Bean leaf beetles out but spider mites are still top dog

Soybean aphid populations remain low but first generation bean leaf beetles are out i some areas this week. Spider mites are still the primary problem, and we encourage scouting to protect yield.

Spider mites continue damage

Although soybean aphid has been a relatively low threat this year, drought conditions have been a perfect storm for spider mites. We encourage people to scout fields now to fully protect yield.

The drought thickens: dry hot weather is good for spider mites

Drought conditions continue for all of Iowa, setting the stage for spider mite outbreaks. Drs. O'Neal and Hodgson discuss the challenges of managing this pest. For more information visit http://iowabuglife.blogspot.com/ for pictures and additional details about spider mites. For more info about managing crops and pests in this drought visit
http://www.extension.iastate.edu/CropNews/

July 13: Good news, bad news, and drought

Its Friday the 13th and farmers have much to worry about. But despite the record breaking temperatures and drought, there is some good news. We discuss the lack of soybean aphids throughout most of Iowa. However, there are other insect pests that growers should be scouting, including japanese beetles and spider mites. For more info about insects this summer, see Dr. Hodgson's blog (http://iowabuglife.blogspot.com).

Iowa continues to be hot and dry

Hot weather isn't favorable for soybean aphid, so numbers are still down. But spider mites and other pests thrive in these conditions.

Japanese beetles: not just in soybeans

As we wait for soybean aphids to arrive, we discuss how the early and large outbreak of Japanese beetles in central Iowa may harm crop production. Dr. Hodgson discusses some options for preventing the beetles from clipping corn silk, a significant form of damage caused by these pests. For more info, visit Dr. Hodgson's blog at http://iowabuglife.blogspot.com

Japanese beetles: a new pest of Iowa corn and soybeans?

June is often a quiet month for insect pests but not this year as the Japanese beetle has emerged 2 to 3 weeks earlier then usual. So even though soybean aphids are uncommon right now, farmers may want to scout for this pest. We discuss what to look for and what the impact could be. To meet with Dr. Hodgson, consider joining her at the Crop Management Clinic (11-12 July) at FEEL. Visit this site for more information http://www.aep.iastate.edu/feel/cmc.html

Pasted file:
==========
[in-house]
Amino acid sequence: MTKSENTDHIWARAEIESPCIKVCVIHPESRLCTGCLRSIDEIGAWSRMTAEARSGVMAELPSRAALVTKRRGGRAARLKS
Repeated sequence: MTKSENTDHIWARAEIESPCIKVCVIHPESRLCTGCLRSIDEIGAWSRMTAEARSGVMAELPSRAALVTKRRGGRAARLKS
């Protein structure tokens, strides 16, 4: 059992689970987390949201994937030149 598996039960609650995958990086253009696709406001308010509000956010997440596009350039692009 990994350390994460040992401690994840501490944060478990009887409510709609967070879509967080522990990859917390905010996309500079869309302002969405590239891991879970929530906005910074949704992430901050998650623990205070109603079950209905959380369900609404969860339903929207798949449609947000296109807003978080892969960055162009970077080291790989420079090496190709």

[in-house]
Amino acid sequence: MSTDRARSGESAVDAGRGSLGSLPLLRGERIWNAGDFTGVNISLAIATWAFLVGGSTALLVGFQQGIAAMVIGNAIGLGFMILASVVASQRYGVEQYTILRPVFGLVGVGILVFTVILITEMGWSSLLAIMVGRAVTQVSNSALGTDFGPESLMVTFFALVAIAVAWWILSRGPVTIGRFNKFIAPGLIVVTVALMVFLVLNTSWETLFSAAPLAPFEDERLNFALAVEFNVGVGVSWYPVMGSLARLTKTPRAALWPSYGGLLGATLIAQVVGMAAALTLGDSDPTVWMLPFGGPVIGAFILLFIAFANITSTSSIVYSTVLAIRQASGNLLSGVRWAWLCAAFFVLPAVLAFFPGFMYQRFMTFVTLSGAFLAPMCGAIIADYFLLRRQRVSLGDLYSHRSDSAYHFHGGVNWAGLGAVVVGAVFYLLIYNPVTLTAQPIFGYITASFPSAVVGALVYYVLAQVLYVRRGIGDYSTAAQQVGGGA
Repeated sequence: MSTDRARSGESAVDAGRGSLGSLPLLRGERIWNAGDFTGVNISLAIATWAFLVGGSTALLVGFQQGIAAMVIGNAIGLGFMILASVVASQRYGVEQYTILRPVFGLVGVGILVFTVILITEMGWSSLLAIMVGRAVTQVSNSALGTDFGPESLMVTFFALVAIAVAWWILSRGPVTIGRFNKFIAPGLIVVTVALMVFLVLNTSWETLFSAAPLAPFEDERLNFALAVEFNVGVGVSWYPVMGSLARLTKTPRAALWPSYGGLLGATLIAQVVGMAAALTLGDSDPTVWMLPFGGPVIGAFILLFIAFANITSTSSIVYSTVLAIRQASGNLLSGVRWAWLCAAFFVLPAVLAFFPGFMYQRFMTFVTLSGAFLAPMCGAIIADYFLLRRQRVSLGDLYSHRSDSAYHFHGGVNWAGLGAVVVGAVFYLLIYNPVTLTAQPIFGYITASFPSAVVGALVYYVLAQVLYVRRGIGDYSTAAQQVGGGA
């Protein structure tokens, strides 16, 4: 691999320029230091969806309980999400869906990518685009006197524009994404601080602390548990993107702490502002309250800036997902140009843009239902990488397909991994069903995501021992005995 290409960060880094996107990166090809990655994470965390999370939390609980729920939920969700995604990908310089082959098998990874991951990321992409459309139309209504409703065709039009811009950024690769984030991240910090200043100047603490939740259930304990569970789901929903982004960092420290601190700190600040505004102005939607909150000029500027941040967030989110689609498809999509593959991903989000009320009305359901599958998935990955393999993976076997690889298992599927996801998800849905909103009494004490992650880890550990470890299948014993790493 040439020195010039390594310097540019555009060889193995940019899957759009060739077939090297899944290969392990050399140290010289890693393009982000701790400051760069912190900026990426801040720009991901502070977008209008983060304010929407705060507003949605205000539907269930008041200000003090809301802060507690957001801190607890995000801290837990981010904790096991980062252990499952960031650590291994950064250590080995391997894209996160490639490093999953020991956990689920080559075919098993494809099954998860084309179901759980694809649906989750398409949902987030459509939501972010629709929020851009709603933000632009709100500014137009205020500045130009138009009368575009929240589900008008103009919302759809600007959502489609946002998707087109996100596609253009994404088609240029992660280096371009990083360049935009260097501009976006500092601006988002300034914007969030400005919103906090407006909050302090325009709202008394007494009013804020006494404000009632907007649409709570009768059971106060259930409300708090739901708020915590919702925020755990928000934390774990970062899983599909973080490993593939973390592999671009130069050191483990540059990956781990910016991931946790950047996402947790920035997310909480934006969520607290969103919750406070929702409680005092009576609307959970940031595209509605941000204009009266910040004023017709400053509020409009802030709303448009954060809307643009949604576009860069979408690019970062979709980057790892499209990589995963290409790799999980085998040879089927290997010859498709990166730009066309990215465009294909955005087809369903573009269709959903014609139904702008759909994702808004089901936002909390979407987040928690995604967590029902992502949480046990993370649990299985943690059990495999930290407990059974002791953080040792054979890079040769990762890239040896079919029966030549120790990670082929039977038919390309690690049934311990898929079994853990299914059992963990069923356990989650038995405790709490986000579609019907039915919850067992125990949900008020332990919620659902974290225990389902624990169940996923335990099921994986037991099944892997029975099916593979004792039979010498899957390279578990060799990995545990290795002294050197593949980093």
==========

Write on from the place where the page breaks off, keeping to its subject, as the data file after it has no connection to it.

The Soybean Aphid Podcast is back for 2012!

Drs. Hodgson and O'Neal return with weekly updates on the insect pests attacking soybeans. This week we discuss the first reports of soybean aphids in Iowa, the growing risk for spider mite outbreaks, and an alarming change in the emergence of Japanese beetles.

New publication about where to find aphid resistant soybeans

Farmers interested in purchasing aphid resistant soybeans can learn more in a new publication from ISU.

Seed companies were surveyed in the fall of 2011 regarding the availability of aphid resistant varieties. Good news: aphid resistant soybean seed is available. Learn about what companies are selling these through this 4-page summary. Download it for free here.
http://www.ent.iastate.edu/soybeanaphid/files/SBAresistance2012corrected...

(NOTE-This document was edited on March 29, 2012. In the original an NK Brand seed was miss-labelled S21-EF. It was corrected to NK Brand S21-Q3.)

Bring it home: wrapping up a season of aphids in soybeans

As soybeans reach the late reproductive stages the need to manage aphids decreases. However, aphids persist in soybean fields around the midwest. We discuss a couple factors that should be considered when applying insecticides this late in the year. Also, we re-count the spread of Japanese beetles in Iowa as a new herbivore of soybeans.